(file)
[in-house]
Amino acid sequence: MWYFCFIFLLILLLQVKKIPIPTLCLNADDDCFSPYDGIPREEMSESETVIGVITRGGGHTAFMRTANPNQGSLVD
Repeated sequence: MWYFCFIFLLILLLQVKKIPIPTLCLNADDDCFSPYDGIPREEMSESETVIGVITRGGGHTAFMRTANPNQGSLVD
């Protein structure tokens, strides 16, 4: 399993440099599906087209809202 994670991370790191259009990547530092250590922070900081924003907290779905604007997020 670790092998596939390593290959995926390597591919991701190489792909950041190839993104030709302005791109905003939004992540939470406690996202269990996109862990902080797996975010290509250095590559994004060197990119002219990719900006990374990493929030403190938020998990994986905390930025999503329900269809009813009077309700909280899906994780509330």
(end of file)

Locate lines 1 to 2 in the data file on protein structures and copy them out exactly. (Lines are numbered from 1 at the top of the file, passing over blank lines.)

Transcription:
[in-house]
Amino acid sequence: MWYFCFIFLLILLLQVKKIPIPTLCLNADDDCFSPYDGIPREEMSESETVIGVITRGGGHTAFMRTANPNQGSLVD